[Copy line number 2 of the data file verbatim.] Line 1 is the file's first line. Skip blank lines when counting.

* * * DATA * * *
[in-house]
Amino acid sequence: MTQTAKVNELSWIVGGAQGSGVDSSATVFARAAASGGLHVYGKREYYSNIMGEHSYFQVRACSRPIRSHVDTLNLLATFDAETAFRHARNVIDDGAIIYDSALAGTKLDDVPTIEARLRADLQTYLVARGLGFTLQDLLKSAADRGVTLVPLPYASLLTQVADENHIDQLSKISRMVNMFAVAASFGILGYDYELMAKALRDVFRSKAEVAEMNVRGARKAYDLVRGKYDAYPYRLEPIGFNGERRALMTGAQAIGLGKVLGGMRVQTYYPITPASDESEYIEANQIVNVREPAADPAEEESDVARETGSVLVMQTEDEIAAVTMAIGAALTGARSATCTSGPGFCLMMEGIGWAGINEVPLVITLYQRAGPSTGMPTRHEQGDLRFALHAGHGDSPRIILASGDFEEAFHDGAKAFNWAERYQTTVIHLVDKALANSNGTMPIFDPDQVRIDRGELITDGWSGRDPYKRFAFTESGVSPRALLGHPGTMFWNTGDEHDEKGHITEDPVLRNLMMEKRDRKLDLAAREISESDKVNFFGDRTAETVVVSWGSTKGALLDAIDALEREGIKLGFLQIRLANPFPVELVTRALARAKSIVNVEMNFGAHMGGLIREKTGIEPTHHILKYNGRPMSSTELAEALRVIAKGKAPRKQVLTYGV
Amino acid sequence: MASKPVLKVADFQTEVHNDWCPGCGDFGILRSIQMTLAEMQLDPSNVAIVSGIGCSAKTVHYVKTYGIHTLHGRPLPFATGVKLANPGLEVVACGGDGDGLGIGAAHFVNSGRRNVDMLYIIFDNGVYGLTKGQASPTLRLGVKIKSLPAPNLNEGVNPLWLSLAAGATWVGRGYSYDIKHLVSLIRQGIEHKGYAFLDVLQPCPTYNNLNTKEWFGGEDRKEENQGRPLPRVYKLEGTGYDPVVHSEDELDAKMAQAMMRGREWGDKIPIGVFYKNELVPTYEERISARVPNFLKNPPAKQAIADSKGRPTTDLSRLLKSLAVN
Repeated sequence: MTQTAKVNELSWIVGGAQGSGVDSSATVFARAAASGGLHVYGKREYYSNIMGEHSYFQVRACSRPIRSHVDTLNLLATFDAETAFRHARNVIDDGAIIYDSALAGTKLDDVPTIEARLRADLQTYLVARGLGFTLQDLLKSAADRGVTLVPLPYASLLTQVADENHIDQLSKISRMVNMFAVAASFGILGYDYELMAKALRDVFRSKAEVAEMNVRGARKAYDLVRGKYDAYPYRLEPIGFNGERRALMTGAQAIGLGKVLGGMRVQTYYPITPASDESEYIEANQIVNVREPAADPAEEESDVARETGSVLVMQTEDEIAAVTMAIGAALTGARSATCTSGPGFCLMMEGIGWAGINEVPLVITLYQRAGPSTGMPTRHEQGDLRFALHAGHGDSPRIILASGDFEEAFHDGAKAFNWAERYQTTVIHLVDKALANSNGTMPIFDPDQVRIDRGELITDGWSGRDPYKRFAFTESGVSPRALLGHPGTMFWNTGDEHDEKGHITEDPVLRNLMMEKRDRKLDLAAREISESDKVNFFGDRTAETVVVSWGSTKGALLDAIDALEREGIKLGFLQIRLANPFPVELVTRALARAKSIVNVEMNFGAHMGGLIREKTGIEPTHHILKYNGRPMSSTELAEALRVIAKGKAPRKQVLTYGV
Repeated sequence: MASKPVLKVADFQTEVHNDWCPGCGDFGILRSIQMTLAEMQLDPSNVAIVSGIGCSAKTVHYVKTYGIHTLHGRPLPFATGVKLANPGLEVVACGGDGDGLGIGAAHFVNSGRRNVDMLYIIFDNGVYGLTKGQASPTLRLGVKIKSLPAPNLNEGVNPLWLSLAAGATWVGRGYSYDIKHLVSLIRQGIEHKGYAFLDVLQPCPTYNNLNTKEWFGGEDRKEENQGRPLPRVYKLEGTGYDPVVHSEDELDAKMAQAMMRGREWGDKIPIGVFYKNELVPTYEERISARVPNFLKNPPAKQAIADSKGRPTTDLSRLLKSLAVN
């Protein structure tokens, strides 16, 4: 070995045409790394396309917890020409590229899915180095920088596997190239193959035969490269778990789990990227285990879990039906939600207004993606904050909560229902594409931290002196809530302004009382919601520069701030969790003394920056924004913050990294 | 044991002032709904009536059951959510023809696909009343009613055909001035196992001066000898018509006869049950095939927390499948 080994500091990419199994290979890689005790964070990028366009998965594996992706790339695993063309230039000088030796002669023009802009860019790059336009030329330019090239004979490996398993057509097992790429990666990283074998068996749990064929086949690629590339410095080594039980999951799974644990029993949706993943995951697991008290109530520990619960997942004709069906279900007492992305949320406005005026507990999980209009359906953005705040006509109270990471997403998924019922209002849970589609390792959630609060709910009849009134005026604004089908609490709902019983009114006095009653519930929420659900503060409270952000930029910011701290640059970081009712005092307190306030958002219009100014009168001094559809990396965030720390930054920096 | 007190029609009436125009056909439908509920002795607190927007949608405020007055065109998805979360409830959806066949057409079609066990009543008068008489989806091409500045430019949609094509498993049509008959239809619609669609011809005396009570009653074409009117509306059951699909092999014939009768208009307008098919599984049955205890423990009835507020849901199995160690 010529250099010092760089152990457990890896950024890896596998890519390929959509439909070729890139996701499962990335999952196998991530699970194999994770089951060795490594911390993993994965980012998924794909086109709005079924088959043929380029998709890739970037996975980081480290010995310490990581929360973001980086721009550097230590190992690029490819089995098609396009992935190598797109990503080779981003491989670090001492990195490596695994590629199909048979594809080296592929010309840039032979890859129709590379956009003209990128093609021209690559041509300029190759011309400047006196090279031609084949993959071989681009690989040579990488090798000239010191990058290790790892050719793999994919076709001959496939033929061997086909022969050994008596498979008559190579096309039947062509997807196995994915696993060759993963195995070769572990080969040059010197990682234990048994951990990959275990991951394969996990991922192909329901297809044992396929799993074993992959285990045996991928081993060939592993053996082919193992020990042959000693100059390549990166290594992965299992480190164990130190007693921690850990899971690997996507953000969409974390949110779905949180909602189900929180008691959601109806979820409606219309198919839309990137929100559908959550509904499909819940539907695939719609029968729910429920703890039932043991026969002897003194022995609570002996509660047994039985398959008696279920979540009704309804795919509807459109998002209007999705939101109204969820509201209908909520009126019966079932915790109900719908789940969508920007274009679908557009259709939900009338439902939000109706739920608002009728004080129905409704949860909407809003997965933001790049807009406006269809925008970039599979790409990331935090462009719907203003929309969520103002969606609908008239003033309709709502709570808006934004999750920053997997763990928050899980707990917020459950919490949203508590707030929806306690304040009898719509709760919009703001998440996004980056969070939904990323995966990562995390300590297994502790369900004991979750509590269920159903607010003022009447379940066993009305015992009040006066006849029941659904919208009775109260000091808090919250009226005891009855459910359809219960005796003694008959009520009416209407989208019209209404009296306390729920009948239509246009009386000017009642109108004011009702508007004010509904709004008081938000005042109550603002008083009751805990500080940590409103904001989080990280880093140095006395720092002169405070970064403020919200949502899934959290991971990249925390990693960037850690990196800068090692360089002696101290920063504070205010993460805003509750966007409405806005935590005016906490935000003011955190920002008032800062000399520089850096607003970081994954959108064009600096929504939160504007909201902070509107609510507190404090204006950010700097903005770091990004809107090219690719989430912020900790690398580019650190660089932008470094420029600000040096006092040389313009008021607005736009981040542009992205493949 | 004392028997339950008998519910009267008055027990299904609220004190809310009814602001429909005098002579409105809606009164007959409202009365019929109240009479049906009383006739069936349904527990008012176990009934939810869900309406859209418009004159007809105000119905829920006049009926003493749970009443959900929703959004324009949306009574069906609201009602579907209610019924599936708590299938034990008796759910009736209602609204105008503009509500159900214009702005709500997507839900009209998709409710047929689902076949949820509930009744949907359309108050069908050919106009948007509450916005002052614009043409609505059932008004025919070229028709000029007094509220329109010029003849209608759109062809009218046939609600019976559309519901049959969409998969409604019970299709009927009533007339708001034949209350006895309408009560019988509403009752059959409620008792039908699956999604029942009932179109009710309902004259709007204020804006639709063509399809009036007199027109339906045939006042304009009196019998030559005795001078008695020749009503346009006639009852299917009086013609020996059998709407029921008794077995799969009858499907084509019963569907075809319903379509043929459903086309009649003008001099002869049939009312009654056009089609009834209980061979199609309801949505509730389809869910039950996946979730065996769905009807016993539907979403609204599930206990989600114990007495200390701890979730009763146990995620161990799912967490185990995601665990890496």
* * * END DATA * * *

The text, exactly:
Amino acid sequence: MTQTAKVNELSWIVGGAQGSGVDSSATVFARAAASGGLHVYGKREYYSNIMGEHSYFQVRACSRPIRSHVDTLNLLATFDAETAFRHARNVIDDGAIIYDSALAGTKLDDVPTIEARLRADLQTYLVARGLGFTLQDLLKSAADRGVTLVPLPYASLLTQVADENHIDQLSKISRMVNMFAVAASFGILGYDYELMAKALRDVFRSKAEVAEMNVRGARKAYDLVRGKYDAYPYRLEPIGFNGERRALMTGAQAIGLGKVLGGMRVQTYYPITPASDESEYIEANQIVNVREPAADPAEEESDVARETGSVLVMQTEDEIAAVTMAIGAALTGARSATCTSGPGFCLMMEGIGWAGINEVPLVITLYQRAGPSTGMPTRHEQGDLRFALHAGHGDSPRIILASGDFEEAFHDGAKAFNWAERYQTTVIHLVDKALANSNGTMPIFDPDQVRIDRGELITDGWSGRDPYKRFAFTESGVSPRALLGHPGTMFWNTGDEHDEKGHITEDPVLRNLMMEKRDRKLDLAAREISESDKVNFFGDRTAETVVVSWGSTKGALLDAIDALEREGIKLGFLQIRLANPFPVELVTRALARAKSIVNVEMNFGAHMGGLIREKTGIEPTHHILKYNGRPMSSTELAEALRVIAKGKAPRKQVLTYGV